d) Again, yes, we depend on cheap energy. There seem to be lots of other ways to obtain that other than burning fossil fuels - nuclear power is the most obvious solution, tho there are others. And, again, there's a feedback loop at work - as energy prices increase, that will create incentives to find cheaper sources.
e) "Rapid enough" is a function of attention, capital, and effort invested into solving problems. As we work harder to solve problems, our rate of progress at solving those problems increases.
Of course there are existential risks - most of them involve very short-term catastrophes that may happen too rapidly for people to adapt and respond to. It's urgent that we think about preventing them. The fact that we're here talking about it is a good sign.
But people - and civilization in general - aren't passive victims of vast historical forces. They act and influence outcomes.
In the words of Karl Popper, "Optimism is a duty. The future is open. It is not predetermined. No one can predict it, except by chance. We all contribute to determining it by what we do. We are all equally responsible for its success. "
You should read Richard Epstien's _Takings_ https://www.amazon.com/Takings-Private-Property-Eminent-Domain/dp/0674867297
It's all about this. He makes a lot of insightful points - we could be improving things far more than we do now, if only we could pay the losers to stop opposing the changes.
I'd think that at some point before now, the super-high profits to be made from renting apartments would create political pressure to allow building more housing - after all, developers want to get more of that lovely profit.
But, it seems, no.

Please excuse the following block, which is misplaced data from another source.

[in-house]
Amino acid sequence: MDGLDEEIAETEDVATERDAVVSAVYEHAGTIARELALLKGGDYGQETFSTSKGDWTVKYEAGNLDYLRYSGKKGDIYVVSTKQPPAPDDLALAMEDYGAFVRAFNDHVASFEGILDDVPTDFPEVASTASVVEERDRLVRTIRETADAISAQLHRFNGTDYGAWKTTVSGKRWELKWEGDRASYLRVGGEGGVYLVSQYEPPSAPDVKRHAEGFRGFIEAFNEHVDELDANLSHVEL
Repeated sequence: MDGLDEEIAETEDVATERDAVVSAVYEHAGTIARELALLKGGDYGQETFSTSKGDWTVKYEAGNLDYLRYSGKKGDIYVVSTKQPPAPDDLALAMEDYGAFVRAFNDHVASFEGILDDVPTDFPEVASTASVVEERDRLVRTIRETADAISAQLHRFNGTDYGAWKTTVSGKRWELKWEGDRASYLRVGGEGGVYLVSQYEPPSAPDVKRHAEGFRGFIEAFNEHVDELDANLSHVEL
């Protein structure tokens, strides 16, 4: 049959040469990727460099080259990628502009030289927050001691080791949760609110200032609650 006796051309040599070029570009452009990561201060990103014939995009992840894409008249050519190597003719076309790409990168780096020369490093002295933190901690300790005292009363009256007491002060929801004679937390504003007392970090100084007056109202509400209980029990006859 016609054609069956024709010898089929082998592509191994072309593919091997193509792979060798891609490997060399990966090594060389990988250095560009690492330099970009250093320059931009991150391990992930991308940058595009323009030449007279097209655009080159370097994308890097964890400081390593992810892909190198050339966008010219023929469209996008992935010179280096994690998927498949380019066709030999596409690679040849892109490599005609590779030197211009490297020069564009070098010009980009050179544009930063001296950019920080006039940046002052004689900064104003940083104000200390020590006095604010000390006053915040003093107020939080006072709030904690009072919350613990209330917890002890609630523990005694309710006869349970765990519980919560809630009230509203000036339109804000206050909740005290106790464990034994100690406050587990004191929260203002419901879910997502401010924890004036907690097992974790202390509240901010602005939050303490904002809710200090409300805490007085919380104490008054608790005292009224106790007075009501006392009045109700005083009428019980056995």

Same thing (even worse) has happened in the Bay Area - insane rents, yet no political will to permit building more housing.
We are evolved animals. Set your expectations reasonably. Don't expect miracle cures, esp. if you're past the usual age of reproduction. Be skeptical of those promising miracle cures.
Esp. as we get older, there are lots of things we need to learn to live with, and suffer with. Embrace mild ameliorations, like ibuprofen and (small doses of!!) opiates.
Our bodies are reasonably well adapted to the kinds of things our ancestors in the state of nature had to do on a daily basis. Try to do more of those (lots of mild exercises like walking, some occasional strenuous exercise, very exceptional extreme physical efforts) and less of the modern unnatural stuff we do a lot of (sitting and staring at computer screens, eating sugar).
Be skeptical of programmes that tell you to diverge too much from the ancestral behavior patterns.
Be skeptical of fads and "breakthrus".
Appreciate that if one approach were obviously and clearly better than the others, this would likely be pretty clear to everyone by now.
Since that isn't the case, don't expect too much. There is probably no one approach that is a whole lot better than the others (tho some may be far worse than the median).